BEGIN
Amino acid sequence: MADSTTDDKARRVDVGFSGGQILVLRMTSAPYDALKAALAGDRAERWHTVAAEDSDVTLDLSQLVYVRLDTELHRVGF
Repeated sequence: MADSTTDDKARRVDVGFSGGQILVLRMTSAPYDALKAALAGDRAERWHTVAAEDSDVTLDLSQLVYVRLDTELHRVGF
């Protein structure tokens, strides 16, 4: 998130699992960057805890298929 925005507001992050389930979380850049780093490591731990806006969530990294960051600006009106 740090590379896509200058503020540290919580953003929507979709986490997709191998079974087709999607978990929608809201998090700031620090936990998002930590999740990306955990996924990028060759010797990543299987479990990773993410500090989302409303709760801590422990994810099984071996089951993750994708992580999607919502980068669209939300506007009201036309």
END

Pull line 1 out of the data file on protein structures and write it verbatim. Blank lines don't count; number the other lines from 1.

Amino acid sequence: MADSTTDDKARRVDVGFSGGQILVLRMTSAPYDALKAALAGDRAERWHTVAAEDSDVTLDLSQLVYVRLDTELHRVGF